, I November 17th and 18th, 1908
' Executive Commlttee met Monday cvemng, November 16,
1908, Miss Clay presiding.
2, The "President explained many of the plans of work of
the National Association for the good of the cause this year.
Discussion of an amendment to the constitution on the ques-
1 1‘, tion of the representation and position of enrolled members.
i l: Discussion of an amendment to the constitution to receive
5 state bodies organized for other than suffrage purposes as mem-
bers of the state association.
, Adjourned.
.' Plan of Work Committee met at 9 o’clock November 17.
It was decided to recommend that Article III. of the state
constitution be amended by the addition: “Any state organi’
. ‘ zation for other objects, who endorse woman’s suffrage, may
1 become auxiliary by the payment of one dollar annually to
1 1 the State Treasurer.” E j {j} :1. 3‘: 3 3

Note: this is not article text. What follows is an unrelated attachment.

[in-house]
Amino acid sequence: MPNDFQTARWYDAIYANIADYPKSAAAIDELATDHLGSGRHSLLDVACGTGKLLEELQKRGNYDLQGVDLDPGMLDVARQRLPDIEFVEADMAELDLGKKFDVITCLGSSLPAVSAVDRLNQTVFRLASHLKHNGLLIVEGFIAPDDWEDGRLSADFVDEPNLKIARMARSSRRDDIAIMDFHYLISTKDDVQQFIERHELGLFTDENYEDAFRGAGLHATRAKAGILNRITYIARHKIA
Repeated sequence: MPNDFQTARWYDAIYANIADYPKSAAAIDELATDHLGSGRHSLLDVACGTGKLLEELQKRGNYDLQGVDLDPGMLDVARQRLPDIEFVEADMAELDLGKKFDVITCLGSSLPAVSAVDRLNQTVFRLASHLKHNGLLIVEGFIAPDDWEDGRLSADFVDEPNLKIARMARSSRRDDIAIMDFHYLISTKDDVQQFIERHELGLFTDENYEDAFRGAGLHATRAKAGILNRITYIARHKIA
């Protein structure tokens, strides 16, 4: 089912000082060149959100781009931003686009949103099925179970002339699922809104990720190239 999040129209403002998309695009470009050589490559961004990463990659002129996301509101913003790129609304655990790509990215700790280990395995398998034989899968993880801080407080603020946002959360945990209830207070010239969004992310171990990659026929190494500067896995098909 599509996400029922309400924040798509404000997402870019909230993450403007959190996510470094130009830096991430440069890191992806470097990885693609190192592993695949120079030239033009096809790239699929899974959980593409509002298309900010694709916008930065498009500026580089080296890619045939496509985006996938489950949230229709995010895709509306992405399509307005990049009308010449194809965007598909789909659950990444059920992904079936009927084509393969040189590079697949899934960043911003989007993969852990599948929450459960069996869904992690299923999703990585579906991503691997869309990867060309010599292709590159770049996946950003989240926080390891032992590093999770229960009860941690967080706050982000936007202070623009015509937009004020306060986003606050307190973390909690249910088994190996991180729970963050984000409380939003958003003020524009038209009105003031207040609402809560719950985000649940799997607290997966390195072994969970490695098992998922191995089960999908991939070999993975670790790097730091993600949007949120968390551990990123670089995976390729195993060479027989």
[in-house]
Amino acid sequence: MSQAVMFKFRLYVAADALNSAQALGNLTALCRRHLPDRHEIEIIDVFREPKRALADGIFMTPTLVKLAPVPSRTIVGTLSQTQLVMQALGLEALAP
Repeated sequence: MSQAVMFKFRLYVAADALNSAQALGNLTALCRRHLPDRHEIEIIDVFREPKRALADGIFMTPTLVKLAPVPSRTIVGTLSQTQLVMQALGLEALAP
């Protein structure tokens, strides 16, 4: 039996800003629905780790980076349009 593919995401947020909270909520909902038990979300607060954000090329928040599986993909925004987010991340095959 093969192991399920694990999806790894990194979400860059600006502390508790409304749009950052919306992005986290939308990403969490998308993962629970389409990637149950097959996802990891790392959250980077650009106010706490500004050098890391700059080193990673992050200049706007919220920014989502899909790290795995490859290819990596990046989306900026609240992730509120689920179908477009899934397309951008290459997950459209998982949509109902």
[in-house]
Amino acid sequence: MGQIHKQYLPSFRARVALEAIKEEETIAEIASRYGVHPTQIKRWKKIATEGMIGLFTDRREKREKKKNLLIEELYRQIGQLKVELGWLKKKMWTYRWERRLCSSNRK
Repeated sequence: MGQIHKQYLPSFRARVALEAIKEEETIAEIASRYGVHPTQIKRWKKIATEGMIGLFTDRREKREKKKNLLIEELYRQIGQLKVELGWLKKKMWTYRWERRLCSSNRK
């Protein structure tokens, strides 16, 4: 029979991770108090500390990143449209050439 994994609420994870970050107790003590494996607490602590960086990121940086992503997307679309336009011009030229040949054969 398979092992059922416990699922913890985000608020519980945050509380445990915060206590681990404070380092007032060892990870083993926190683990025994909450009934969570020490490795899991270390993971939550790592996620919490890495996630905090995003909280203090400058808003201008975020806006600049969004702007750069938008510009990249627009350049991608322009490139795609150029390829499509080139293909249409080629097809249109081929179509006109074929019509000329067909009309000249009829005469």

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That Article VI. of the state constitution shall be amended .
‘ by making it read: ”One delegate at large and one delegate
for every ten paid—up members for the current year, from each
auxiliary suffrage association, and one delegate from each aux-
iliary state association.”
President read a letter from Miss Anna Gordon, asking
that the state associations write to President Roosevelt, request-
ing him to recommend woman's suffrage in his message to
Congress. '
Voted that we comply with Miss Gordon’s request and rec— . j
ommend that the locals do the same. j
As to the plan of work, it was decided that we rec-ommend: f
. That we endeavor to obtain for mothers the co—guardianship H